“South Carolina was a black majority state until the 1920s. This is not to blame black people, but rather to point out that the strategies used by those in power was a strategy to thwart change,” she says.
And that helped perpetuate many of the disparities in education, economic opportunity and health care that linger, she says.
Hudson, the author of “Entangled by White Supremacy: Reform in World War I-Era South Carolina,” says the concentration of power in the Legislature has been exacerbated in recent decades by the fact that legislators overwhelmingly get elected from safe districts that they created through gerrymandering.
Legislators from those districts don't need to have “any concern or sensitivity to the needs of those who don't elect them, nor any need to appeal to them at election time,” Hudson says. “This together with a political system dominated by one party with weak opposition doesn't provide any motivation or incentives for legislative compromises.”
'Islands of excellence'
The offices of the Palmetto Project sit tucked away behind boutique shops and restaurants along Mount Pleasant's Coleman Boulevard. It seems an unlikely spot for an organization dedicated to finding innovative solutions to South Carolina's many social and economic challenges.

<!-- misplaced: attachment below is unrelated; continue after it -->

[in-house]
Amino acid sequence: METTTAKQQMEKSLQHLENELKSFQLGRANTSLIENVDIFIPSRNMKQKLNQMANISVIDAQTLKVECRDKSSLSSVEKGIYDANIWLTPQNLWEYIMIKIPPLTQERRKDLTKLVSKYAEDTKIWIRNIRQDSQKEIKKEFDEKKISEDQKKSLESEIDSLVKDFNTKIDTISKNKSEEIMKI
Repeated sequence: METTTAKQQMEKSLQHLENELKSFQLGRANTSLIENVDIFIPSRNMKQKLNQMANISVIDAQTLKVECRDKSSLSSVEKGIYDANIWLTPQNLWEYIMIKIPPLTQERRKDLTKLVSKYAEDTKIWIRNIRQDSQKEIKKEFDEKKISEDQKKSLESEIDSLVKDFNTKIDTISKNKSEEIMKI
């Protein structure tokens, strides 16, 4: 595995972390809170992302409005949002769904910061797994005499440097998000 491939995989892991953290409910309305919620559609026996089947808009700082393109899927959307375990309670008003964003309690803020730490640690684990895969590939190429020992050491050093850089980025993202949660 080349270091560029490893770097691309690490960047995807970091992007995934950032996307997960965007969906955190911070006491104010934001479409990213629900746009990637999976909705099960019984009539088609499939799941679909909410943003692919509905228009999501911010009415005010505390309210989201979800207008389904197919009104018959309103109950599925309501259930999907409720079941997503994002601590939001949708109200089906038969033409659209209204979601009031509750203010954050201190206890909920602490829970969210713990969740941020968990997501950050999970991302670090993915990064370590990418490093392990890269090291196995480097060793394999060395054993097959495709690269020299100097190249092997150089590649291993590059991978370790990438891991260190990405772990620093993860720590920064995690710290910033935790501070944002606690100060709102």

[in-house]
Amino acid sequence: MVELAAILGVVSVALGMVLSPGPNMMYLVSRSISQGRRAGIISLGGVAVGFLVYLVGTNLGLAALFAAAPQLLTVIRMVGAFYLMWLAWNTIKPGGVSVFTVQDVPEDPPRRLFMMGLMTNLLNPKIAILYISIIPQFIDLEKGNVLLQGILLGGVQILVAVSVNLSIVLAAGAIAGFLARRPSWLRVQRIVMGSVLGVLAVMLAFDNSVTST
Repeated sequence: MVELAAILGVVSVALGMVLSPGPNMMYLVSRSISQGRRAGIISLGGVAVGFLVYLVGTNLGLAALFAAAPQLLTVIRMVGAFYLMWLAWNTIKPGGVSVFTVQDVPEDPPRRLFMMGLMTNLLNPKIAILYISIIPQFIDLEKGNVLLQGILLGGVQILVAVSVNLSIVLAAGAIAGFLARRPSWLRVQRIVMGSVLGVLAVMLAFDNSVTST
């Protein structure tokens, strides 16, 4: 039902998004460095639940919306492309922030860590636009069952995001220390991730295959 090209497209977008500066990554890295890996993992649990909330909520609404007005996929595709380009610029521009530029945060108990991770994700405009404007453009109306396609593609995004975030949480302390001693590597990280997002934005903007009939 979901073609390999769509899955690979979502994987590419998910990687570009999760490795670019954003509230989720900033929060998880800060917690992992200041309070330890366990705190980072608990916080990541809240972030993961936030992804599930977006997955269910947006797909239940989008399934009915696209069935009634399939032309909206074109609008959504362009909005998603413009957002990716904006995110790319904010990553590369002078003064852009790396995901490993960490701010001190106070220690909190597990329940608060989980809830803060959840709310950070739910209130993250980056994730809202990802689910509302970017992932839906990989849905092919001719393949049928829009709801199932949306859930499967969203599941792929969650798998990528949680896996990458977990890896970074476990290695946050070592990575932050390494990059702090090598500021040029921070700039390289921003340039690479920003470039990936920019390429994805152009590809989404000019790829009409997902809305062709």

Steve Skardon serves as executive director of the nonprofit, which since 1984 has participated in some 200 projects designed to improve everything from school readiness to voter turnout.
Skardon voices particular pride at a childhood immunization program the organization worked on in cooperation with another nonprofit and the state health department.
That effort began in 1993 and turned South Carolina from one of the bottom-dwelling states in childhood immunization to the nation's leader, even earning the attention of President Bill Clinton in a 1994 Rose Garden news conference.
The project ended in 2002 when the state cut funding to its 13 health districts. That ended their ability to offer evening and Saturday hours for parents who couldn't get off work to take their children in for shots, Skardon says.
Now, more than a dozen states show better immunization rates, according to Kids Count, a nationwide child advocacy organization.
Some of the Palmetto Project's efforts have had lasting effects and have been replicated in other states. Many were designed to end after a certain period, but others shared the fate of the vaccination effort and ran out of steam or support.
The same can be said for numerous efforts by other nonprofits, churches or organizations to improve health, education and job opportunities across the state, Skardon says.
They show success but lack staying power because money runs out or interests change. That's especially true of statewide efforts, such as the immunization project. Local efforts tend to be more lasting.
To Skardon, the missing element is state government. Without state support, it's difficult to maintain systematic efforts to tackle the huge problems of lacking education, health care and economic opportunity, he says.
Skardon suspects that's because South Carolinians historically have distrusted things outside of their individual control. That translates to, “We don't believe the state should be doing anything the individual should be doing.”
Consequently, Skardon says, “We have islands of excellence in a sea of failure.”